2023 Year-End Report: Miami Tops U.S. Hottest Rental Markets, but the Midwest Heats Up the Competition

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The Midwest was the most competitive region for renting in 2023 with three of its markets making the top five nationwide. While most of the U.S. shows signs of softening in rental competitiveness, Midwestern markets are bucking the trend. Specifically, the region’s lower cost of living, ample living spaces that bode well with remote work, and almost instant access to the great outdoors are attracting more and more renters.

In fact, the Midwest is experiencing an economic revival, fueled in part by the Rise of the Rest fund that aims to boost entrepreneurship and innovation outside of the coastal hubs. To that end, America’s heartland has seen thousands of startups emerging in recent years, showing its both potential and vitality.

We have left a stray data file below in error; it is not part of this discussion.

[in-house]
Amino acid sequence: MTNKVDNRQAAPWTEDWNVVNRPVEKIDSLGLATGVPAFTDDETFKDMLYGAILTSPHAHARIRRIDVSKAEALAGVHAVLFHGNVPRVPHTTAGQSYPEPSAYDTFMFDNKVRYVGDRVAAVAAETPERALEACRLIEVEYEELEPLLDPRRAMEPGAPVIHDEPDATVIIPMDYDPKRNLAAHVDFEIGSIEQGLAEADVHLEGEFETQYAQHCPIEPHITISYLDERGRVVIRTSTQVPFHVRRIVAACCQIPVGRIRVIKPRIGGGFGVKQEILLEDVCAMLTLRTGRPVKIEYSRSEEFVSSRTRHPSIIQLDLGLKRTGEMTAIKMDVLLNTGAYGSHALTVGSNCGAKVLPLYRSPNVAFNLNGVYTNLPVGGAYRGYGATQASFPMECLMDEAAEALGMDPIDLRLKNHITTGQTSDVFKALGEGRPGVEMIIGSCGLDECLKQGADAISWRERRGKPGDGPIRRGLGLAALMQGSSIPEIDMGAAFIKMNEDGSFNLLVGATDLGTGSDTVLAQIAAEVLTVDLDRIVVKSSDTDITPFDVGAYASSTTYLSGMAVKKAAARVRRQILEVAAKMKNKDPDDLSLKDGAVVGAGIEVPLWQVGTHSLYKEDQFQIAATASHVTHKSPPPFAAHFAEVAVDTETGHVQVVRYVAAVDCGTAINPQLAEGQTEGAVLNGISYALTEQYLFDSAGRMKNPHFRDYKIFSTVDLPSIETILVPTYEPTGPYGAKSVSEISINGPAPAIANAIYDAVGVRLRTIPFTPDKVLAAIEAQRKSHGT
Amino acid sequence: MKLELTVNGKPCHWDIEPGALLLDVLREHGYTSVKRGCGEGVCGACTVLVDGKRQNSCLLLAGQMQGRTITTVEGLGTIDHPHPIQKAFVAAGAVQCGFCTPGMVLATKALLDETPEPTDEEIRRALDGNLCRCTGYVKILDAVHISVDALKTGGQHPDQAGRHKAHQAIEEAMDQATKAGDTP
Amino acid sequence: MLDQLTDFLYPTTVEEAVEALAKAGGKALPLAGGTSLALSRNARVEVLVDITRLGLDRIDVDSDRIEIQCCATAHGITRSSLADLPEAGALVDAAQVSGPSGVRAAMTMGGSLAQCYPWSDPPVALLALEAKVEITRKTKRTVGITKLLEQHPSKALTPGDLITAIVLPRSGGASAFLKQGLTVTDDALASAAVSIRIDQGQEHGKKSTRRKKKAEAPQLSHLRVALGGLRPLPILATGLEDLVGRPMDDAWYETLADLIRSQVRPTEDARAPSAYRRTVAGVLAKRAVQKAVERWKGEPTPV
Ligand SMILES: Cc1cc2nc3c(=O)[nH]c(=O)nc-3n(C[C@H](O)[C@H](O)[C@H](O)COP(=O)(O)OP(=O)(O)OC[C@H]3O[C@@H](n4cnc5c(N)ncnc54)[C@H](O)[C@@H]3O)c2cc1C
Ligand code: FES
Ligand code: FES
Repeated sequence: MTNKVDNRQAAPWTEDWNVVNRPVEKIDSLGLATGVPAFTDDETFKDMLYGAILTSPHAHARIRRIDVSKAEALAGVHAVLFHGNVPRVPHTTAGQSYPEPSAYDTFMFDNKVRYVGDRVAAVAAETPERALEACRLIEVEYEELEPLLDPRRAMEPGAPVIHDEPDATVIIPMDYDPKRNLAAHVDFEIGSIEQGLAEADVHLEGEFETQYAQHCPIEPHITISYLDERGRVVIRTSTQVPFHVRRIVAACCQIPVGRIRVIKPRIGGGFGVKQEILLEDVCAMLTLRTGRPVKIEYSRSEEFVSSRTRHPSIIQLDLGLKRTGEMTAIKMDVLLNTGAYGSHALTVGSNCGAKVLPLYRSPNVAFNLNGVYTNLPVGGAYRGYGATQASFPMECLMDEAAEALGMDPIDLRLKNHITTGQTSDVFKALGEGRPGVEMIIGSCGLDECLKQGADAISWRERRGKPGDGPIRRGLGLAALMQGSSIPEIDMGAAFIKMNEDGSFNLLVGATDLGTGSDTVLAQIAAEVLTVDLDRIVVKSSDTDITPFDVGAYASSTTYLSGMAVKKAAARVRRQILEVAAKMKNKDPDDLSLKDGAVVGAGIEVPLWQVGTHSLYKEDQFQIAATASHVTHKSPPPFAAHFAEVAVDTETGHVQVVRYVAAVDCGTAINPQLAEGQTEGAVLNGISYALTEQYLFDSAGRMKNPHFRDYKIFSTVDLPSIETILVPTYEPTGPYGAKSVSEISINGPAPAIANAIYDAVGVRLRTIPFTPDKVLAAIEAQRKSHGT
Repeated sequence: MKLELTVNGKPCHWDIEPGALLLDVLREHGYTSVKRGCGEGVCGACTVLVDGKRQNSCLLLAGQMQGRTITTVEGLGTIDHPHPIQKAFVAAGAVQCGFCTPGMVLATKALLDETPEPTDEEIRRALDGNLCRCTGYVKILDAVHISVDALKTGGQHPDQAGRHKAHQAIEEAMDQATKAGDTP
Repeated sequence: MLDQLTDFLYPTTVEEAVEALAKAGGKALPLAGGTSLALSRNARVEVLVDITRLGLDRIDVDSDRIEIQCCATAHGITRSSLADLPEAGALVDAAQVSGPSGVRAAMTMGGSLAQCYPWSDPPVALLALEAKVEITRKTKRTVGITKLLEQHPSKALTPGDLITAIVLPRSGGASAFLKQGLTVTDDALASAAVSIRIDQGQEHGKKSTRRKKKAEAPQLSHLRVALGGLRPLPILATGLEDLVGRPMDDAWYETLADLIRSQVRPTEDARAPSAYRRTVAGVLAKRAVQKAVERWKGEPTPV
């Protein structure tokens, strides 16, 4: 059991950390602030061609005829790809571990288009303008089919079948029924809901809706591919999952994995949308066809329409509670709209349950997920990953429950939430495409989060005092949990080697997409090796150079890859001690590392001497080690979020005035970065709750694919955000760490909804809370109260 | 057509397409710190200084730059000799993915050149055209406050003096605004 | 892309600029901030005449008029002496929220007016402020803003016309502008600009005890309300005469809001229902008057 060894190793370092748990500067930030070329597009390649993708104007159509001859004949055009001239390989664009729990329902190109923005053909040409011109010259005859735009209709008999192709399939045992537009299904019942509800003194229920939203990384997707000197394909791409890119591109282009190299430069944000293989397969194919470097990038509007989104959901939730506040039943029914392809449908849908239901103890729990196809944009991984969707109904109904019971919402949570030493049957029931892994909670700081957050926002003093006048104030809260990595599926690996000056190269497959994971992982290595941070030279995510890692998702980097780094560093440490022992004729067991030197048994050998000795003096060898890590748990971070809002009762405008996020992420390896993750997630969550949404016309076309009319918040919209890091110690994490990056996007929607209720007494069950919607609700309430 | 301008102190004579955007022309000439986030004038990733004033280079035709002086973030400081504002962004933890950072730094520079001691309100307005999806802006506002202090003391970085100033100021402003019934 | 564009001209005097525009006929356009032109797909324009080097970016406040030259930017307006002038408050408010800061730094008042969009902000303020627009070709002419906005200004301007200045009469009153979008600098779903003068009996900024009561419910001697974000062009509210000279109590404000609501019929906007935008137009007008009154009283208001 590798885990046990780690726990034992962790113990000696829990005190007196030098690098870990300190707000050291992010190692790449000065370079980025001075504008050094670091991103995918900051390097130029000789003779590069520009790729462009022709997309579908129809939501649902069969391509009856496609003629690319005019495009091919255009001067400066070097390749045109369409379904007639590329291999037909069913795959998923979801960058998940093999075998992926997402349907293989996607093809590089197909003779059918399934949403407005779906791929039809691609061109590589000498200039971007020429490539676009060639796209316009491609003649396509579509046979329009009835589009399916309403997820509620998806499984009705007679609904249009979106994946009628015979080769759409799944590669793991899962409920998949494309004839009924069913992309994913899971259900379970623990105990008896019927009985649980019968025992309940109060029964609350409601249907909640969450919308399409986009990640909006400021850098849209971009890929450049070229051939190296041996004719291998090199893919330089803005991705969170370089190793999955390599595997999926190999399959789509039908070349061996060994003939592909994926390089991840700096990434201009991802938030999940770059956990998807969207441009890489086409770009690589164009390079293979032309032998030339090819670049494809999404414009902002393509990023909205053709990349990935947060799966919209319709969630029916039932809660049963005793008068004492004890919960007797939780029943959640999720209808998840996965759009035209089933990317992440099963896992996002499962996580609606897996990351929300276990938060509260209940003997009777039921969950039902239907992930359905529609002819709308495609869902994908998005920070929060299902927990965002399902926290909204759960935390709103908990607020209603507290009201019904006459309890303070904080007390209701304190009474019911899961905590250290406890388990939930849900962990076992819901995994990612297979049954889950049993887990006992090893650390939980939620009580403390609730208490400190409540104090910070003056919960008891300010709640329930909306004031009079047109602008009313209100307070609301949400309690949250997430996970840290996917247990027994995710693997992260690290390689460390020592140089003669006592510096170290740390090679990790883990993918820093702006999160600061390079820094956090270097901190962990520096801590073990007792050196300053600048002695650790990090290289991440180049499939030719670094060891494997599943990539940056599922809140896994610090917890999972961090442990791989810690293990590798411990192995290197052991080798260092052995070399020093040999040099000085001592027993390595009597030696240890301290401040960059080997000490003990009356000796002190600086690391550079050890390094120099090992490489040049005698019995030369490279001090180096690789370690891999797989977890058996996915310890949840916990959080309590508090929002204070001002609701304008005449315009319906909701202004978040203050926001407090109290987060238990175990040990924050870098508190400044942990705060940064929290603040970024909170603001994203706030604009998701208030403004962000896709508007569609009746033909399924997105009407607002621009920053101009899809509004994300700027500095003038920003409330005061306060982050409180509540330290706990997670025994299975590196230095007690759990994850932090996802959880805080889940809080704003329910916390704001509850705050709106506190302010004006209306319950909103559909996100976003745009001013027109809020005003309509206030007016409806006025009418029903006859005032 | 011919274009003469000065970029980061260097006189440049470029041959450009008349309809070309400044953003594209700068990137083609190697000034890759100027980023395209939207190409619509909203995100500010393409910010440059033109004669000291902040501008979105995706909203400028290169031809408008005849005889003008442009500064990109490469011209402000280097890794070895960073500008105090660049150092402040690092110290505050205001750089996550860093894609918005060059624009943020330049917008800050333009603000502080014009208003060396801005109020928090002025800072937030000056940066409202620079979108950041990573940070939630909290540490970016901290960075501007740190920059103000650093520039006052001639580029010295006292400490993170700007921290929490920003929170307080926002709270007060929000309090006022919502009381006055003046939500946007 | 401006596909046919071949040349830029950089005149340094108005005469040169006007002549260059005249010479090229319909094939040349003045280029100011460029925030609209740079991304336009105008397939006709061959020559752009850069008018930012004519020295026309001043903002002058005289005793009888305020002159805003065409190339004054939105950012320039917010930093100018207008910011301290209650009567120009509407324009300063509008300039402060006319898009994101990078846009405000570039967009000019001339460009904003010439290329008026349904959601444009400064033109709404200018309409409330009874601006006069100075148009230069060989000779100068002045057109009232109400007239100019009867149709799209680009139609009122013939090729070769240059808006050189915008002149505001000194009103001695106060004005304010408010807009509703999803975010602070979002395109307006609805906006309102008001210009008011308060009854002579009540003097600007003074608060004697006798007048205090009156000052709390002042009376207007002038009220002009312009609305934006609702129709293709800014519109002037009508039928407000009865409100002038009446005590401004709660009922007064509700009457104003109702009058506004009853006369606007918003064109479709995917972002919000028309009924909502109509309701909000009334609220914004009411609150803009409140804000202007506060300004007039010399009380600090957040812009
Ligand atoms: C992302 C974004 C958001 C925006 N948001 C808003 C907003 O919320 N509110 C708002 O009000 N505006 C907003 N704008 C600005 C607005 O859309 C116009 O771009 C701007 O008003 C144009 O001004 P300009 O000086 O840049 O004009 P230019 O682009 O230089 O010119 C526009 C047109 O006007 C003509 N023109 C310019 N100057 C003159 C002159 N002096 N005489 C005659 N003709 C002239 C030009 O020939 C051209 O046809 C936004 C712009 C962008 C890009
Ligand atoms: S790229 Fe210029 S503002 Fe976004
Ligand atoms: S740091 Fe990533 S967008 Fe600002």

On the other hand, Miami was the nation’s hottest rental market in 2023. The metro’s thriving tech scene continues to attract innovators and entrepreneurs from all around the world, driving the competition for rental apartments. Plus, its business-friendly climate offers incentives and opportunities for growth, while the lack of income tax makes it a top renting spot for both locals and newcomers.

Of course, many people were looking for a new place to call home throughout this year, especially during the moving frenzy in the peak rental season. Some sought to enjoy the amenities and opportunities of urban living in places like North Jersey or Milwaukee, while others chose more laid-back locations like Fayetteville, AR, or Providence, RI.